There was mention on both brands where they were guided to a staff car park at an undisclosed airport. This makes it difficult to respond. We typically provide multiple locations to drive to at major airports, but without knowing what was entered or which airport, we can’t really comment. Several brands including Navman and TomTom use GeoSmart Maps which utilises the same Points of Interest data as used by the popular AA Maps website. This site shows over 40 locations that you can route to just at Wellington Airport, as provided by GeoSmart. Obviously they did make it to the airport and they are all pretty well signposted.

There was a comment with TomTom on the Go Live 1000 about the time it took to get a GPS fix. This is ironic because the TomTom Go Live has a SIM Card in it, and therefore has communications and one of the features of it called QuickGPSFix (TM) , is the ability to download the current GPS satellite locations which means that it is designed (if you use the features correctly) to provide very fast location of satellite positions, which is required for the device to function at its best. There was a comment that some of the devices were placed in awkward positions on the windscreen. This is important because in addition to placing the device where it can be easily seen by the driver, it is also important that the device has the best possible access to the sky in order for the antenna to communicate with the satellites in order to determine its position. Apples with apples should see devices being compared being placed in an identical location on the windscreen in the same type of vehicle.

There was a mention of a product on Trade Me which came with an illegal wall charger and adaptor. There is a thriving trade of devices typically imported from China that have illegally hacked navigation software and illegal copies of car navigation maps. One of these uses GeoSmart data that is already several years old and whilst the software is good, it is also old an not licensed. Whilst these may look like a good value purchase, the software and maps are effectively stolen goods and this is frequently raised with Trade Me. If you buy product that is new, it should be factory sealed and have a serial number. If it is used or not one of the major brands, ask for a copy of the original bill or receipt.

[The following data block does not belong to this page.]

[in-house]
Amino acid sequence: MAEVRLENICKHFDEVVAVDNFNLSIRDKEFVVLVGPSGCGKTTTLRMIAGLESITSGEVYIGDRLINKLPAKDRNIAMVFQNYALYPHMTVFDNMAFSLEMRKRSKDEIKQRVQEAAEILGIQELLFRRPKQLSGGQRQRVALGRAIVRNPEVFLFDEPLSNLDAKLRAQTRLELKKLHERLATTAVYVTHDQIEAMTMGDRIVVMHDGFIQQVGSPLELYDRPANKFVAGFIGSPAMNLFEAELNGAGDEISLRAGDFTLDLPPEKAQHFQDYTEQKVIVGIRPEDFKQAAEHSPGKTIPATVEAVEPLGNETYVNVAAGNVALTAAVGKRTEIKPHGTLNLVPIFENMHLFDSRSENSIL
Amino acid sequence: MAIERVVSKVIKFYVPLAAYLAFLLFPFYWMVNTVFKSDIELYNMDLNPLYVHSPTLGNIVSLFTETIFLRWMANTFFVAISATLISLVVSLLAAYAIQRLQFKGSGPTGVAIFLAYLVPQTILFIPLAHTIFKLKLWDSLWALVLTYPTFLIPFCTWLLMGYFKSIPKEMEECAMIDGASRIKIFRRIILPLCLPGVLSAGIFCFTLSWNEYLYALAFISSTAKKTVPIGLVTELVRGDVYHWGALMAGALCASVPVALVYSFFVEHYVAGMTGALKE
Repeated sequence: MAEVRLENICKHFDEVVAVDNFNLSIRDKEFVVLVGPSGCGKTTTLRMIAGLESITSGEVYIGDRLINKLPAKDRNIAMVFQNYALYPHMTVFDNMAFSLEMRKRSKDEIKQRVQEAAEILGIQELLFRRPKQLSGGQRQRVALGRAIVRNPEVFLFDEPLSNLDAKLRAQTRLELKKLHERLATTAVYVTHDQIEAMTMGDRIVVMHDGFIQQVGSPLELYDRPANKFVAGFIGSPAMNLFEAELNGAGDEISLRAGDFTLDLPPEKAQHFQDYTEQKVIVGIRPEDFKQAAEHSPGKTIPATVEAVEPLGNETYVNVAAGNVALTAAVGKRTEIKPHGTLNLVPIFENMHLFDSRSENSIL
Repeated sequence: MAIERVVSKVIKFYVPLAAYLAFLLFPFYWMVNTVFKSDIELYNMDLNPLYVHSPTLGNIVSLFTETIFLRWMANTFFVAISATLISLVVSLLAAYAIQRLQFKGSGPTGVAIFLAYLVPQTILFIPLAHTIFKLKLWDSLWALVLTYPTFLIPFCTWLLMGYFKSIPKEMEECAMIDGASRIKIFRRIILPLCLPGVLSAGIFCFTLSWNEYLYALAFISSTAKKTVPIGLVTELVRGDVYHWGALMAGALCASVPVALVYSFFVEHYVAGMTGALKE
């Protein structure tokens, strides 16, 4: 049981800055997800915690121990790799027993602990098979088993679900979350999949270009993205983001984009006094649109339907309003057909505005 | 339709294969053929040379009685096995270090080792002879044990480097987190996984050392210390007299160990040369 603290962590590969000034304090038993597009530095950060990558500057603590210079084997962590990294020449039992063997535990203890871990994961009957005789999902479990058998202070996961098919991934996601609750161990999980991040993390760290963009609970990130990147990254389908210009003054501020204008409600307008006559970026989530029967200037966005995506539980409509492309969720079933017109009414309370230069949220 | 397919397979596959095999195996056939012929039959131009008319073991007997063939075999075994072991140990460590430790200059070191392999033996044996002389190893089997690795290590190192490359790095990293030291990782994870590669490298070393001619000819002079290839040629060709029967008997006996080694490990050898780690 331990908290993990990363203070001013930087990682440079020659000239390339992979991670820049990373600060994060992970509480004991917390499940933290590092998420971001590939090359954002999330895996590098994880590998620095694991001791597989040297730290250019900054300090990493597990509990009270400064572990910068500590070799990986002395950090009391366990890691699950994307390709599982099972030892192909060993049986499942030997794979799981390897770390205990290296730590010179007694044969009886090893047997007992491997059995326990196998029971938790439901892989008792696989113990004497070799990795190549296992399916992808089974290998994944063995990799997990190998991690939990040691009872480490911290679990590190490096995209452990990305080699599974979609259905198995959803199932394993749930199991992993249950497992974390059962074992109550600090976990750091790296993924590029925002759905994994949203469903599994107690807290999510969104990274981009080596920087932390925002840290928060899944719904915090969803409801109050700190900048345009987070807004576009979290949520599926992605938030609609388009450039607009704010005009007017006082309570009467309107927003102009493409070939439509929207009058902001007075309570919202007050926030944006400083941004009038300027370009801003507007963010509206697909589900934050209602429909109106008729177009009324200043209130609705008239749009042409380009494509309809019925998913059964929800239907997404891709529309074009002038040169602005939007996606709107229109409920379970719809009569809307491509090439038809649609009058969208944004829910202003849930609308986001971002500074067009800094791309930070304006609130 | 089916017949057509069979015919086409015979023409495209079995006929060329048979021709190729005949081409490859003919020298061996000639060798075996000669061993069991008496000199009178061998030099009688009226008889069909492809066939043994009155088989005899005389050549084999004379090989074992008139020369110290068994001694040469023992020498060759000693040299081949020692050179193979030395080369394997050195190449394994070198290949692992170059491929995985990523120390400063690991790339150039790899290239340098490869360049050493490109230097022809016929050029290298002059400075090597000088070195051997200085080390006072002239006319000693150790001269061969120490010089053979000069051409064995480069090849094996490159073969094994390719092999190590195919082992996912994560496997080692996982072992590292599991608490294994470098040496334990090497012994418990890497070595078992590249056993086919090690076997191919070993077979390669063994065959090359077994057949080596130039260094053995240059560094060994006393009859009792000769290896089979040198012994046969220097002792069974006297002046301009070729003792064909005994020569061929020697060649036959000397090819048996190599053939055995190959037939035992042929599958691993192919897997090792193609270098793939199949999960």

I’ll leave you with 4 points:

1. Understand what functionality you are looking for before you buy a nav device. Read the details on the packaging or read information on company web sites and review sites. Often retail sales people just read off the box themselves. Ask them if they have personally used the devices or attended Product Knowledge  training by the manufacturer.

2. Real Time Traffic. Have you ever been stuck in traffic? Would you have liked the opportunity to be informed and had options before you started driving, or even during the trip so that you could get where you want to go?

3. If a deal looks too good to be true, it probably is.

4. Today’s nav devices have very good help screens and tutorials. It is worth spending a little time to learn about what it can do when you first purchase your device because a lot of the ‘problems’ are really lack of user knowledge rather than a failure of the device. Today’s top brands have very highly sophisticated features that may be missed by the owners.

May 10, 2011 Posted by | AA Maps, AA Traffic, car navigation, driving directions, geosmart, gps, navman, new zealand, new zealand maps, real time traffic, satnav, tomtom, Traffic, Uncategorized, Web Map | , , , , , , , , , , , , , , , , , , , , , , | Leave a comment